Villar Alvarez F.,Institute Investigacion Sanitaria Fundacion Jimenez Diaz Capio |
Gomez Seco J.,Institute Investigacion Sanitaria Fundacion Jimenez Diaz Capio |
Peces-Barba Romero G.,Institute Investigacion Sanitaria Fundacion Jimenez Diaz Capio
Revista de Patologia Respiratoria | Year: 2011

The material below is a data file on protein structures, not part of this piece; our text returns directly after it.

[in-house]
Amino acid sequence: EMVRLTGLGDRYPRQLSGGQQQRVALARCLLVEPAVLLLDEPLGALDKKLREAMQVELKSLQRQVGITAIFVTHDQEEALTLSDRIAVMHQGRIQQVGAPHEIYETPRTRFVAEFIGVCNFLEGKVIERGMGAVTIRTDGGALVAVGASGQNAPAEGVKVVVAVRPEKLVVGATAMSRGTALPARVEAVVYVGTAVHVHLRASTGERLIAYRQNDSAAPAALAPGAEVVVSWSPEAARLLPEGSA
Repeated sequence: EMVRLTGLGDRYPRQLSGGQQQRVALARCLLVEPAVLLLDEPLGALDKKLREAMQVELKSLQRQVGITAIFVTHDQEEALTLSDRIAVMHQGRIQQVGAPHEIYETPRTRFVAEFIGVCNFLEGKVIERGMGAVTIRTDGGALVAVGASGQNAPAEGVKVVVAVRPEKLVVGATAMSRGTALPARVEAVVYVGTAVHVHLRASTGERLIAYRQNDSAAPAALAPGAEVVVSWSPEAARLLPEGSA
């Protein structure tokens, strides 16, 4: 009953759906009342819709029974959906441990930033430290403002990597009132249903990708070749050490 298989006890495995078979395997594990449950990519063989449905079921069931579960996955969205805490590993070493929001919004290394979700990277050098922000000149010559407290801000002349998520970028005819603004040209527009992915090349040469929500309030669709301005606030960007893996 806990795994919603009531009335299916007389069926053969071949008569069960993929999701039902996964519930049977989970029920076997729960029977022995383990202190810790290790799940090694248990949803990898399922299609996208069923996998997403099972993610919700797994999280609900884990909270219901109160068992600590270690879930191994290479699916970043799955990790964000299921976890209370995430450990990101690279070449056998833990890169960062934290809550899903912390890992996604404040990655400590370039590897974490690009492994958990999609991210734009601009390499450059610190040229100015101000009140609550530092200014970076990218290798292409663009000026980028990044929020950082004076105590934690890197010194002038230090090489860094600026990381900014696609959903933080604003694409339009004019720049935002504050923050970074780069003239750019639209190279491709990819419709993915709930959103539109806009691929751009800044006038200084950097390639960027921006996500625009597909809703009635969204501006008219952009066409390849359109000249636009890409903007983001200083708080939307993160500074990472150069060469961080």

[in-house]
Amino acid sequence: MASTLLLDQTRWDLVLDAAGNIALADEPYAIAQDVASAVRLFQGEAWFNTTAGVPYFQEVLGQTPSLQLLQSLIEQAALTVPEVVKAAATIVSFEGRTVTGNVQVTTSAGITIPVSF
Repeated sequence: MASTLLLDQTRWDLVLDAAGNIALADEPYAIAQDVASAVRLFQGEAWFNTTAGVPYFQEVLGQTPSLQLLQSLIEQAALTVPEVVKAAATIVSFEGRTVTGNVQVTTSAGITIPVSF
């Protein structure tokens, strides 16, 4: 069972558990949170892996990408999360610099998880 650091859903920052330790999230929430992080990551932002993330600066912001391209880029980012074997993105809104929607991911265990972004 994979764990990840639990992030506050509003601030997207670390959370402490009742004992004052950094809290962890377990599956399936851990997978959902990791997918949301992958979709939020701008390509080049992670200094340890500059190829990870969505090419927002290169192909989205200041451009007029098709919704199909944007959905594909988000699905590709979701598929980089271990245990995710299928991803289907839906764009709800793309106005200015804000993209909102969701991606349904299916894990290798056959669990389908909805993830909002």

Introduction: In order to achieve an adequate case management with patients who smoke, we must study the habit and make a correct diagnosis. Respiratory, cardiovascular and psychiatric comorbidities should also be taken into account. Case report: We present the case of a 53-year old male patient who was an active smoker of 70 packs/year index. He had previously unsuccessfully attempted to quite smoking. Fagerstrom and Glover-Nilsson tests showed low physical (2 points) and psychosocial and behavioral dependence (9 points), respectively, whereas the Richmond test showed a moderate dependence (7 points). After an initial minimum approach, treatment was initiated with varenicline. At week 12 of treatment, he reported work-related insomnia (this had also appeared in the previous attempts to quit the habit, and ceased with habit restoration) that did not respond to lorazepam. He was admitted in Psychiatry and was diagnosed with «adjustment disorder with mixed anxiety and depressed mood». After an 8-month treatment with mirtazapine, the insomnia abated with no smoking relapse. Comment: In this insomnia should be regarded as a symptom of cigarette withdrawal, a varenicline side effect or a psychiatric symptom. Furthermore, smoking is not only very common among psychiatric patients, and it can mask underlying psychiatric disease in a supposedly non-psychiatric population. We must, therefore, make careful assessments and a correct use of the existing diagnostic tests and drugs currently used for smoking cessation. © 2011 Elsevier and Sociedad Madrileña de Neumología y Cirugía Torácica.